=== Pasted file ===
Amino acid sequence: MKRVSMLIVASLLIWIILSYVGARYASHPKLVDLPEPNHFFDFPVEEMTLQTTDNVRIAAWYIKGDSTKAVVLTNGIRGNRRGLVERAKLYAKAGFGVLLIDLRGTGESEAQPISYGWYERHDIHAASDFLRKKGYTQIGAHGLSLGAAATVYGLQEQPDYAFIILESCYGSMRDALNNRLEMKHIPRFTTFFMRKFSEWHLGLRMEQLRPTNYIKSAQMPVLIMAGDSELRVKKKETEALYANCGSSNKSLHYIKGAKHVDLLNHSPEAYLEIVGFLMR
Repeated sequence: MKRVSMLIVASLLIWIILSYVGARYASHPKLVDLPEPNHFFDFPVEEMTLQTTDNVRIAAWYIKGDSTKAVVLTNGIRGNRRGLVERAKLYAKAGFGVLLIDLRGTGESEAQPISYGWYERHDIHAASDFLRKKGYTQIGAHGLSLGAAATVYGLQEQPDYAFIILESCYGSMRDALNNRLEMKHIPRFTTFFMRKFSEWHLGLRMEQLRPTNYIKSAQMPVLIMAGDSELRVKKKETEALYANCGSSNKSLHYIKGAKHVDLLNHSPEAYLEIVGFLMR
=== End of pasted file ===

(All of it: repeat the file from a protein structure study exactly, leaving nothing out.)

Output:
Amino acid sequence: MKRVSMLIVASLLIWIILSYVGARYASHPKLVDLPEPNHFFDFPVEEMTLQTTDNVRIAAWYIKGDSTKAVVLTNGIRGNRRGLVERAKLYAKAGFGVLLIDLRGTGESEAQPISYGWYERHDIHAASDFLRKKGYTQIGAHGLSLGAAATVYGLQEQPDYAFIILESCYGSMRDALNNRLEMKHIPRFTTFFMRKFSEWHLGLRMEQLRPTNYIKSAQMPVLIMAGDSELRVKKKETEALYANCGSSNKSLHYIKGAKHVDLLNHSPEAYLEIVGFLMR
Repeated sequence: MKRVSMLIVASLLIWIILSYVGARYASHPKLVDLPEPNHFFDFPVEEMTLQTTDNVRIAAWYIKGDSTKAVVLTNGIRGNRRGLVERAKLYAKAGFGVLLIDLRGTGESEAQPISYGWYERHDIHAASDFLRKKGYTQIGAHGLSLGAAATVYGLQEQPDYAFIILESCYGSMRDALNNRLEMKHIPRFTTFFMRKFSEWHLGLRMEQLRPTNYIKSAQMPVLIMAGDSELRVKKKETEALYANCGSSNKSLHYIKGAKHVDLLNHSPEAYLEIVGFLMR